Global Humanities Junior Fellow at Freie Universitaet Berlin
September 2014 - February 2015
Daniel Schwartz’s research explores how changing political structures and utopian ideals manifest themselves in the exploration of both the narrative and technological possibilities of film. He focuses primarily on the question of how the advent of sound affects avant-garde film theory and practice in early German and Russian cinema. He situates this question not only within the context of developments in montage theory from Lev Kuleshov to Walter Benjamin, but also in the context of developments in psychology and neuroscience, particularly with regard to the behaviorist theories of Ivan Pavlov and Vladimir Bekhterev. These theories, he argues, give rise to a new era of neurological metaphors that manifest themselves in early experimental approaches to sound film such as Dziga Vertov’s Enthusiasm: Symphony of the Donbass.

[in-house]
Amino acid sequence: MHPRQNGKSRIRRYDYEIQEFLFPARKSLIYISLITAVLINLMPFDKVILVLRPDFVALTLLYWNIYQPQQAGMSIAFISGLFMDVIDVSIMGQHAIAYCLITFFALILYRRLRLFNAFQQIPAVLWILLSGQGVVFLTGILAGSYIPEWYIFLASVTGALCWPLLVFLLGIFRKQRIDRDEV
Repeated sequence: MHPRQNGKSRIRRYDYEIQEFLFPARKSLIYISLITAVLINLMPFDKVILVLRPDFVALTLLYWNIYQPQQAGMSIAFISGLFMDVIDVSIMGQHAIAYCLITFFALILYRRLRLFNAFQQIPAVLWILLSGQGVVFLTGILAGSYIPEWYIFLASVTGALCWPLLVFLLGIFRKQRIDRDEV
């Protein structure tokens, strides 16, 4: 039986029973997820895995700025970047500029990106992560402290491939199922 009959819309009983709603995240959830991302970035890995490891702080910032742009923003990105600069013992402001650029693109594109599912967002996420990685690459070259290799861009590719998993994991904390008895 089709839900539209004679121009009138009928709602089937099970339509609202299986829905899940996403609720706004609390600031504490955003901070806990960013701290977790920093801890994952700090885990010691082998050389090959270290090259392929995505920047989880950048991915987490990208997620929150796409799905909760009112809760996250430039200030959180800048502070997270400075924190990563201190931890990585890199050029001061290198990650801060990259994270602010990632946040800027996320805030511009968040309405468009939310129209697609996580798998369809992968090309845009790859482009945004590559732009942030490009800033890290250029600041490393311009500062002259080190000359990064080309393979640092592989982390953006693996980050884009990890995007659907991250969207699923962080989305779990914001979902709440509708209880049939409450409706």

Daniel Schwartz is a graduate student in the Humanities Center at Johns Hopkins University. He holds a bachelors degree in philosophy from the University of Chicago and masters degrees in philosophy and German literature from Johns Hopkins. He has taught courses on film production and theory. Recently he concluded a fellowship with the Center for Advanced Media Studies at Johns Hopkins. He is currently working towards a PhD in comparative literature.